Well said by Ross. An excerpt:
Andrew argues that the dismissive reactions to Obama’s speech from the right are “palpably fueled by fear and racism.” That’s unfair and unfounded: As I suggested yesterday in detailing my own qualms about the speech, they’re palpably fueled by the fact that Obama is a liberal. The conservative idea of a candidate who’s “transformational” on race is someone who sounds like Bill Cosby and works with Ward Connerly, and that just isn’t what Obama’s doing; hence the Right’s disappointment, which in many cases is curdling into dismissiveness and outright dislike. Instead, Obama’s trying to be a transformational figure on the following two counts: First, as John McWhorter suggests in his response to the speech, he’s trying to free African-American politics from the vice grip of grievance and resentment, breaking away not only from the Sharptons and Jacksons but from the NAACP line of Julian Bond and Kweise Mfume as well, and bringing black Americans out of racialism and radicalism and into the liberal mainstream; at the same time, he’s trying to bring the country, which has heretofore tilted right, into the center-left mainstream as well. (The latter achievement, obviously, depends on the former, which is why the Wright affair is potentially so damaging: It calls into question his promise as a new kind of a black politician, without which his hope to be a new kind of American politician more or less collapses.)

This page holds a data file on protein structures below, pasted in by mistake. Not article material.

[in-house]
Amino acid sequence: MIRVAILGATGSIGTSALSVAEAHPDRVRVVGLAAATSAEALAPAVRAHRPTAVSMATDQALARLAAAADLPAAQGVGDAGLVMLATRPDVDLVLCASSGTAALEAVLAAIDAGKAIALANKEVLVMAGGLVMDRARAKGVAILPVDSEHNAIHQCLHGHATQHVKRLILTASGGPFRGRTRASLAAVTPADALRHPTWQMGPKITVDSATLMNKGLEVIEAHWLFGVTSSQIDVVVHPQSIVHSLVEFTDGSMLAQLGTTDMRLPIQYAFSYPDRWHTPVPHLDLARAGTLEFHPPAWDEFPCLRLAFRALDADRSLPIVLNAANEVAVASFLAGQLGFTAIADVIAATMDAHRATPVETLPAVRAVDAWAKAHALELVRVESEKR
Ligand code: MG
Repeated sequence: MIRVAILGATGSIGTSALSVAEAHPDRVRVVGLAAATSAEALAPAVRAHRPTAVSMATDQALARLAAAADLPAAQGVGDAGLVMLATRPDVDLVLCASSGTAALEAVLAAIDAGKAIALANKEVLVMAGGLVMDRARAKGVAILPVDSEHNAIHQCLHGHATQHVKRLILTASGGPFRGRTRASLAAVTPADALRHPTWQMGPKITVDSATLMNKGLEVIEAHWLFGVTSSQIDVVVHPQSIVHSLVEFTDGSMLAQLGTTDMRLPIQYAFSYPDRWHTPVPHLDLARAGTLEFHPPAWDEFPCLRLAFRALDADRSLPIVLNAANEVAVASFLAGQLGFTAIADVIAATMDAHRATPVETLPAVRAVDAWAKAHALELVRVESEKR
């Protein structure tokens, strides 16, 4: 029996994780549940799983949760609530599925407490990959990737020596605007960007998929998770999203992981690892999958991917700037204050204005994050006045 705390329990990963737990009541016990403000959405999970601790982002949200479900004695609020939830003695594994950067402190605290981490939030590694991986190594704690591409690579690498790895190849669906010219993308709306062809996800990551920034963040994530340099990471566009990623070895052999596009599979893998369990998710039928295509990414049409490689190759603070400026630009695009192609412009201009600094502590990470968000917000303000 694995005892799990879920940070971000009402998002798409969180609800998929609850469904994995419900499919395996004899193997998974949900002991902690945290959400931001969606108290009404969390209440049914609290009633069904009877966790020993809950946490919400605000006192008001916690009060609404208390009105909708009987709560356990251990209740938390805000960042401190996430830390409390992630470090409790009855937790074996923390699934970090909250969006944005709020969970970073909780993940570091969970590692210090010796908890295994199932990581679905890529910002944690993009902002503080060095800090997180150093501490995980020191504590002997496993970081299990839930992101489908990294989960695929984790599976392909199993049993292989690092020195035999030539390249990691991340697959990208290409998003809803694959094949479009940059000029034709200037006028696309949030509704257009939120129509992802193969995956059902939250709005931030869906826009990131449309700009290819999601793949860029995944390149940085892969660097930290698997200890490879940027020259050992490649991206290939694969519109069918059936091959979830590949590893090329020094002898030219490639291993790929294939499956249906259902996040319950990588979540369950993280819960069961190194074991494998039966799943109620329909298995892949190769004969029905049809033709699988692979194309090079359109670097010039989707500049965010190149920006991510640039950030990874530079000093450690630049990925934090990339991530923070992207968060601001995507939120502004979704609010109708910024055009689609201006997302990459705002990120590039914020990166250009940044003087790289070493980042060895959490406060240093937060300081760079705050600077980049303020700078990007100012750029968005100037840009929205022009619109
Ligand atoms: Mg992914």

It’s been noted before before, but to understand the Right’s mounting disappointment with his candidacy it’s worth pointing out again that in his attempt to bring new voters into the Democratic tent, Obama’s rightward outreach is primarily stylistic rather than substantive….
Me: I think my reaction to Obama’s speech reflects a lot of what Ross says here. I think Sullivan’s reaction provides just one more data point about how he may have intellectually conservative views on this or that, but aesthetically and emotionally he’s a romantic liberal.